Australia's men scored a deserved 3-1 win over Great Britain which earned them the hockey bronze medal and extended their Olympic medal-winning sequence to six, the longest of any country.
The Australians often looked like the world's best side -- as many people believe they are -- and recovered well from the great disappointment of losing three goals in the last 20 minutes to Germany in Thursday's semi-finals, which cost them a place in the final.
They also let slip a 3-0 lead to Great Britain at the pool stage, but there was little likelihood of anything similar happening this time.
They created a hatful of opportunities with their open and direct play, and could have won by more.
"We went for them, and we were relentless for the full 70 minutes. Today we were better because we held the ball better," said Australia star Jamie Dwyer.
"Against Germany we didn't hold the ball for long enough and that's what let us down. It's just unfortunate that we didn't make the final after such a successful four years."
Britain's consolation was that their performance indicated a recovery, in their case from the 9-2 thrashing by The Netherlands, which equalled their biggest Olympic defeat and which coach Jason Lee called "embarrassing".
Australia have had by far the most field goal attempts in these Olympics, and their first goal, after 17 minutes, showed why.
A fast break, a direct through ball to Dwyer brought a sharply deceptive turn by Australia's best player, who then delivered a deft little pass along the edge of the penalty circle, allowing time for Simon Orchard to get in a clumping shot which bulged the roof of the net.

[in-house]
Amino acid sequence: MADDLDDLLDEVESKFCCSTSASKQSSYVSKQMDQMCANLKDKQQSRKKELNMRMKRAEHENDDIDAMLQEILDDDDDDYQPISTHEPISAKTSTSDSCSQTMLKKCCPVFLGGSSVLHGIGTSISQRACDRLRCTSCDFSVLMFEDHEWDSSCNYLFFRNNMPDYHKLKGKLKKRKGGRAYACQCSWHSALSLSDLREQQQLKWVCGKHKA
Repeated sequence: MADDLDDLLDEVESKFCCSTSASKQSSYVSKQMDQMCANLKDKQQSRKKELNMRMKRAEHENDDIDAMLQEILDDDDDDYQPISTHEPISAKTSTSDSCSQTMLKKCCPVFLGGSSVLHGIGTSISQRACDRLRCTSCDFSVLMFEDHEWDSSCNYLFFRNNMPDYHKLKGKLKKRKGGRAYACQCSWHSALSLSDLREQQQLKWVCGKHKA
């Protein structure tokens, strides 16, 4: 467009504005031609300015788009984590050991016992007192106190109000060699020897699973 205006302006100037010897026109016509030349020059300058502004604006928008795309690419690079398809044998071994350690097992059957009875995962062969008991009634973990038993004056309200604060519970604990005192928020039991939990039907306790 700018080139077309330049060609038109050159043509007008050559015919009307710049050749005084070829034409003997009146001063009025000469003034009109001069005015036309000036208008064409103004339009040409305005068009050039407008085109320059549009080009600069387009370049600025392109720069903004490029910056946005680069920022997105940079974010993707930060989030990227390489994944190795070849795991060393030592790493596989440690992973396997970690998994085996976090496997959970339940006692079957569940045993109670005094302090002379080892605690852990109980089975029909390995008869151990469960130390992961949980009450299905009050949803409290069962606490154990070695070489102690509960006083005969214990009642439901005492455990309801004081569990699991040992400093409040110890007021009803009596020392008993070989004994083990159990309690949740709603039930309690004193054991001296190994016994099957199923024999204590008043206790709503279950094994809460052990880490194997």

It was against the run of the play when the British equalised 12 minutes later.
James Tindall took a penalty corner, edged unobtrusively towards the near post and when the ball was played back to him, nudged it cleverly in.
Australia have also had the most penalty corner chances of any country in these Olympics, and got right on top during a lengthy spell in the second half which they earned five penalty corners and Britain were just hanging on.
With the third of these Australia reclaimed the lead when Dwyer's first shot was well saved by 'keeper James Fair, only for the ball to hop up kindly for him to knock in the rebound in mid-air.
By now Fair had too much to do. He saved brilliantly from a Tim Deavin rocket, and saved again a couple of minutes later again from Dwyer, only for the ball this time to ricochet to Kieran Govers, who, waist high, smacked it in to make it 3-1.
The British played the last five minutes without the gallant Fair, using eleven outfield players instead, but the resulting territorial dominance brought only pressure and half-chances.
India lost their sixth game out of six when a 3-2 defeat to South Africa condemned them to 12th and last place in the tournament.
It was the first time that the eight-time champions had gone through an Olympics without winning a match.
Andrew Cronje gave South Africa an eighth-minute lead before Sandeep Singh levelled six minutes later.
Timothy Drummond, in the 33rd minute, and Lloyd Norris-Jones, after 64 minutes, gave South Africa a two-goal cushion before Dharmavir Singh reduced the margin for India in the 66th.
Belgium scored their first Olympic win over Spain since the Montreal Games 36 years ago as two goals from Tom Boon helped them to a 5-2 win and a final placing of fifth.